It is always nice to learn about local history and traditions in the places we go, and like to do so with someone who knows what they’re talking about! ‘Phuket Lets Go’ had great reviews, and we knew when we met our tour guide Thai (probably not real name), we were in great hands!

He knew all the answers to the questions we asked him, was so knowledgable and we were able to see Phuket through a locals eyes. First we stopped at the most southern tip of Thailand.

Then it was time to visit the largest and most famous Buddhist temple of the island: Wat Chalong.

The main building has 3 stories and billions of Buddhas on each level. It also has great views from the top level, including a sneak preview of the Big Buddha on top of the hill nearby.

The most recent building on the grounds of Wat Chalong is a 60 meters tall ‘Chedi’ sheltering a splinter of bone from Buddha. It is cased in a little pot through a glass wall, and if you squint, you can just about make it out. Unfortunately, not on pictures.

Locals pay respects to several revered monks who were the founders of Wat Chalong, among them Luang Pho Cham and Luang Pho Chuang, 2 monks, who led the citizens of Chalong Sub district fighting against the Chinese rebellion in 1876, and with their knowledge of herbal medicine helped many of the injured people.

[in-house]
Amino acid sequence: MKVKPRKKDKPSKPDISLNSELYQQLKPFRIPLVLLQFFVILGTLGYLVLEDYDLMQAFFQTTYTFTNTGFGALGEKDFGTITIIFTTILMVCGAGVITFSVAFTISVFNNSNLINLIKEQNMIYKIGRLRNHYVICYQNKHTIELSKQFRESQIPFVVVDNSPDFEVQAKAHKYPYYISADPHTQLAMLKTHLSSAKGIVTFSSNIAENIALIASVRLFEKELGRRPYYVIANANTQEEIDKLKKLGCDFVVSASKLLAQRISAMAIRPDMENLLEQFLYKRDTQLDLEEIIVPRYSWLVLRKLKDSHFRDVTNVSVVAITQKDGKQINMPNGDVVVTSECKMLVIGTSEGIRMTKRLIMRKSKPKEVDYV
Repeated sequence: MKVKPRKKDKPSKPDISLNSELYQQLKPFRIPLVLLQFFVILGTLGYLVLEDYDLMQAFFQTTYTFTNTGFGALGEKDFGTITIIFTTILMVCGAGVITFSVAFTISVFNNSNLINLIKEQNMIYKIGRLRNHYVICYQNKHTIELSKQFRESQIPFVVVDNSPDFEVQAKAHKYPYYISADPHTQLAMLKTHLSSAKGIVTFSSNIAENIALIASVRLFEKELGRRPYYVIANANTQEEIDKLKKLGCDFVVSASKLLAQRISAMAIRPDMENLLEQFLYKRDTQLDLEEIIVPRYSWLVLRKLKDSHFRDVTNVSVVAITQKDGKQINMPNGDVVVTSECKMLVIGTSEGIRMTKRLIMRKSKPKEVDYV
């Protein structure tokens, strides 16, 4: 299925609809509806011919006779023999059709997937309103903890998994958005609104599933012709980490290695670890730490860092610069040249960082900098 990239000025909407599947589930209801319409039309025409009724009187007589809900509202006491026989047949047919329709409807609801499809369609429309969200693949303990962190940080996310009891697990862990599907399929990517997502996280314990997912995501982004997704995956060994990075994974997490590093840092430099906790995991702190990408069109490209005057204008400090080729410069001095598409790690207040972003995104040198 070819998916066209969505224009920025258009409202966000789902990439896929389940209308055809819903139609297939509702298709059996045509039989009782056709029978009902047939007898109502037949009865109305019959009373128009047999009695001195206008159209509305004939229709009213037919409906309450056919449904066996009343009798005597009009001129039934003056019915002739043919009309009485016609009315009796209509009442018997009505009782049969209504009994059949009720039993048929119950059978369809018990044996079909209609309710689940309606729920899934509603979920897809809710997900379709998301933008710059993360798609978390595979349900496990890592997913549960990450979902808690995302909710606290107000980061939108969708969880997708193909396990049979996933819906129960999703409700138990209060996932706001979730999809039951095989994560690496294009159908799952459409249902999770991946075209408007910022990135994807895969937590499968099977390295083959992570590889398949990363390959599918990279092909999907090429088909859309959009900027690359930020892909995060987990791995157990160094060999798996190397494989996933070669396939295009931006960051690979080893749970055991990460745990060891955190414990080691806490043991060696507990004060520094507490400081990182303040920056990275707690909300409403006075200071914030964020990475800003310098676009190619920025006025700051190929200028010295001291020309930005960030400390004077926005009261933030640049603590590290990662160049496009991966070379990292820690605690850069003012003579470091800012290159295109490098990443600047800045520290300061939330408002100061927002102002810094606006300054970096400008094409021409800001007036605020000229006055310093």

The Big Buddha marble sculpture was next, which stood proud on the hill, 100% funded by visitors. It was spectacular. Even if you’re not religious, this place feels special. Walking around, touching the marble, and understanding the work that went into this being build was great! And such great views!

It is also nice to see how some Monks save cows from being slaughtered, and display them here, where people can donate to.

Old Town Phuket, where we stayed originally.

We visited the oldest spice shop in Phuket, and it smelt wonderful!

Our guide was very knowledgeable on this area, and it was great to learn the history of this place. It was so different to other parts of Phuket. We saw a traditional old style house, which are super slim on entrance, because people are taxed on wideness, but go back really long, with many rooms. Back in the day, girls weren’t allowed out of their houses here until they were 15 years old, being home schooled, and living their lives within their family compound.

The final part of the day, the rum factory. The famous Chalong Bay rum distillery, where we were greeted with a delicious mojito, taken around the factory, and resisted the urge to buy copious amounts of rum!

Delicious rum and a game of Jenga!